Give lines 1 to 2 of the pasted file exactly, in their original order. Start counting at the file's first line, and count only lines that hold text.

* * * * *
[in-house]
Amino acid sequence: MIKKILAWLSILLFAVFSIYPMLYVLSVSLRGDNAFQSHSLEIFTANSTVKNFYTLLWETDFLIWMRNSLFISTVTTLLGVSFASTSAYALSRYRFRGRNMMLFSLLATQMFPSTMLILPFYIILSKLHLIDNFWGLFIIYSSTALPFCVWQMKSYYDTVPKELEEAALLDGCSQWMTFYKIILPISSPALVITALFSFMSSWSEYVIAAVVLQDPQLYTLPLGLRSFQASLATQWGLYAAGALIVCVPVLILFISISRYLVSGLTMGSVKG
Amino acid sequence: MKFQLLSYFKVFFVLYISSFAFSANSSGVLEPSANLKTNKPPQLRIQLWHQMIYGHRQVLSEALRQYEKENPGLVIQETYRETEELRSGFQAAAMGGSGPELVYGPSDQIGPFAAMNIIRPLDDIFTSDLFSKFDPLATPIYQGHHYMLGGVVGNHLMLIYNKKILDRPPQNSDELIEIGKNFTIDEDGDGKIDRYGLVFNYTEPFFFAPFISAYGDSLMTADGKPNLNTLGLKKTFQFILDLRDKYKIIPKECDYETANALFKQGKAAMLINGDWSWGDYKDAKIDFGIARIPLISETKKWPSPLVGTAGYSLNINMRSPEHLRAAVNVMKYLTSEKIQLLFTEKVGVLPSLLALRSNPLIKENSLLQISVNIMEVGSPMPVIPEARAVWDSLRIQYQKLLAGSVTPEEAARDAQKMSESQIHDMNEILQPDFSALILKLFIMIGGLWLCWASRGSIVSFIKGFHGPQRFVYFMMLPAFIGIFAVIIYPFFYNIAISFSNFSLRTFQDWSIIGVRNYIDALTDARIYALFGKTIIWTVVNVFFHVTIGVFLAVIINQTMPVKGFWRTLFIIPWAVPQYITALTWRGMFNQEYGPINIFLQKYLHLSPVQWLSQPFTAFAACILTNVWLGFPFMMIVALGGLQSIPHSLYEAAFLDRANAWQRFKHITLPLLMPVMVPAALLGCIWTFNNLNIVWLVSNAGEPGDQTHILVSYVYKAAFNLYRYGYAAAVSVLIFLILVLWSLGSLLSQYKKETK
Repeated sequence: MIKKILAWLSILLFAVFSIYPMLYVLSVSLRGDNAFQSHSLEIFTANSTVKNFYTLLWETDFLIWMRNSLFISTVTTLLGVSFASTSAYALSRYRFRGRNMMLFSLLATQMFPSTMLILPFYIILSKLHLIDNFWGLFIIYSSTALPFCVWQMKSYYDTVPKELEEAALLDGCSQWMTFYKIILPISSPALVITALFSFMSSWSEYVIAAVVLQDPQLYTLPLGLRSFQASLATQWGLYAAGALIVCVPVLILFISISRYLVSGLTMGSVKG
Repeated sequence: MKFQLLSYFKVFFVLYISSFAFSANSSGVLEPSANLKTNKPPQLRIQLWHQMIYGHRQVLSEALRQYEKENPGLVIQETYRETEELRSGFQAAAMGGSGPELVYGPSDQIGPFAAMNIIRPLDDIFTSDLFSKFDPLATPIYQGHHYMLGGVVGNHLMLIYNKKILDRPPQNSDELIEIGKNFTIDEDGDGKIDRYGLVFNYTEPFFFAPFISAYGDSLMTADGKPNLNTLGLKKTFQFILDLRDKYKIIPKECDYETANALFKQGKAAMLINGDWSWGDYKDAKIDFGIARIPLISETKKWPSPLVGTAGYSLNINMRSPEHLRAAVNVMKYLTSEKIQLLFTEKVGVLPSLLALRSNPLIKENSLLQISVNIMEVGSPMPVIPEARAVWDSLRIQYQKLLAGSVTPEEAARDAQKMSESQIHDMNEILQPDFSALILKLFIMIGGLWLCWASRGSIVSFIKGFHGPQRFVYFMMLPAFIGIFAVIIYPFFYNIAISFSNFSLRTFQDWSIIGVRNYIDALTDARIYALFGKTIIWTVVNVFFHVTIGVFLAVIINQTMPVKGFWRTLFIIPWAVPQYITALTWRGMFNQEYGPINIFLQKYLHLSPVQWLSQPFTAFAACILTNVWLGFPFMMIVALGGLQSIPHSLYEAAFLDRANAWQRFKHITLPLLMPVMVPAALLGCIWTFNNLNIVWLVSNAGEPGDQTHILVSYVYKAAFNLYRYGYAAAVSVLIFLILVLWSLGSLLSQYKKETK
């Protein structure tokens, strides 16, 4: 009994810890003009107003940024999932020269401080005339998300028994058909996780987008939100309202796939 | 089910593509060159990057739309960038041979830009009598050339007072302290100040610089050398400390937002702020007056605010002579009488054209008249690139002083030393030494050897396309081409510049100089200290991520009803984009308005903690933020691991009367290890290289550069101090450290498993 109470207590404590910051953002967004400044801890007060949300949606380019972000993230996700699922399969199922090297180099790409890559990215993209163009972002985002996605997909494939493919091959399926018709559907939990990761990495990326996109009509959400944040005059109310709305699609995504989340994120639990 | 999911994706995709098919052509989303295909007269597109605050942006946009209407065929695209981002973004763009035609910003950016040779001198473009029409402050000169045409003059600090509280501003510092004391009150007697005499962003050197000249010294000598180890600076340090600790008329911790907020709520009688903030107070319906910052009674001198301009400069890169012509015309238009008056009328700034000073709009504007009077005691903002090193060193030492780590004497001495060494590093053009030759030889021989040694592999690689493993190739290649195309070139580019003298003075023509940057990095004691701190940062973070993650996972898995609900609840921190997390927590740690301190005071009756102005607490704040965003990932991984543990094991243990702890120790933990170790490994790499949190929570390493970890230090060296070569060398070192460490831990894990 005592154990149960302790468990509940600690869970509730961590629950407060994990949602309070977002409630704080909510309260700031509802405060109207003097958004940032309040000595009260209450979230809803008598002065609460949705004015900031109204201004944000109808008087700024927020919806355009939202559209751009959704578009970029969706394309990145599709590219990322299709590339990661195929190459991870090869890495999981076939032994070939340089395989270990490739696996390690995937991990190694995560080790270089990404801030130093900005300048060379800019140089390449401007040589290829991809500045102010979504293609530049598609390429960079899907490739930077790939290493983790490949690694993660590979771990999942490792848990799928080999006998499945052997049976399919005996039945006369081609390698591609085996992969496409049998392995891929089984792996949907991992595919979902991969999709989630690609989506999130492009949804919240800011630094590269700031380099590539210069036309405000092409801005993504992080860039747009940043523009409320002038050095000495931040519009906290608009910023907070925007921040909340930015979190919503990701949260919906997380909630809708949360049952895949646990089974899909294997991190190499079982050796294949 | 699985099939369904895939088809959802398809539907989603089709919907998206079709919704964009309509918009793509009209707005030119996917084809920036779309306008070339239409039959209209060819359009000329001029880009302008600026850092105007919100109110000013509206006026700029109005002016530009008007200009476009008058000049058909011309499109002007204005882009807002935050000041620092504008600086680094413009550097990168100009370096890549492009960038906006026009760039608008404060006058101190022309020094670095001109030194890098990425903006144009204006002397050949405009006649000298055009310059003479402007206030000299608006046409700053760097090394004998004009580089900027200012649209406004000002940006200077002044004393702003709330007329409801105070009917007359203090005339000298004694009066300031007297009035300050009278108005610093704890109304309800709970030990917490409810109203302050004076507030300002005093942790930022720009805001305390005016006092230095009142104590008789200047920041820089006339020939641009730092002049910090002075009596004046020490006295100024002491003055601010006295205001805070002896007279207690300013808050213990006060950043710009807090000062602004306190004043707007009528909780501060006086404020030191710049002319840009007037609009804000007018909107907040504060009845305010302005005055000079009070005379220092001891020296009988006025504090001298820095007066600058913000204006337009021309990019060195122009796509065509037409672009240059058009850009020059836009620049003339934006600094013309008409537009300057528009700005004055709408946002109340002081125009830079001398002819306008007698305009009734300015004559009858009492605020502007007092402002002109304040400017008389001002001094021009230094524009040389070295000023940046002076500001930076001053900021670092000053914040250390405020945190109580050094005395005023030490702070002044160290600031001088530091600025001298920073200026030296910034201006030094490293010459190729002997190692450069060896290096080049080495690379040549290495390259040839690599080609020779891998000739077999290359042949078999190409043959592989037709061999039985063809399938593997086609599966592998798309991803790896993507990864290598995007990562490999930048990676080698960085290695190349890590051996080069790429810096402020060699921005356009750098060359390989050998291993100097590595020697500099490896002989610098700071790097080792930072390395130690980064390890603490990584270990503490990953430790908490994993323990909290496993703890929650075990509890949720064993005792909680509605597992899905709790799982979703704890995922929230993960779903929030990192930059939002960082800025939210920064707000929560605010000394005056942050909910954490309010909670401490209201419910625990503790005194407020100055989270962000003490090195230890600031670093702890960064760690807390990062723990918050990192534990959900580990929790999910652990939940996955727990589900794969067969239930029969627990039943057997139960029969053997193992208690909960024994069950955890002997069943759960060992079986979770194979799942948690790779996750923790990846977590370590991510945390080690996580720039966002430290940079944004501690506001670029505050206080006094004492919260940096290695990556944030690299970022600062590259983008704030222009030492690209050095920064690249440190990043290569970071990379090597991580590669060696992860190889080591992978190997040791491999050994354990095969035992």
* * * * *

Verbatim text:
[in-house]
Amino acid sequence: MIKKILAWLSILLFAVFSIYPMLYVLSVSLRGDNAFQSHSLEIFTANSTVKNFYTLLWETDFLIWMRNSLFISTVTTLLGVSFASTSAYALSRYRFRGRNMMLFSLLATQMFPSTMLILPFYIILSKLHLIDNFWGLFIIYSSTALPFCVWQMKSYYDTVPKELEEAALLDGCSQWMTFYKIILPISSPALVITALFSFMSSWSEYVIAAVVLQDPQLYTLPLGLRSFQASLATQWGLYAAGALIVCVPVLILFISISRYLVSGLTMGSVKG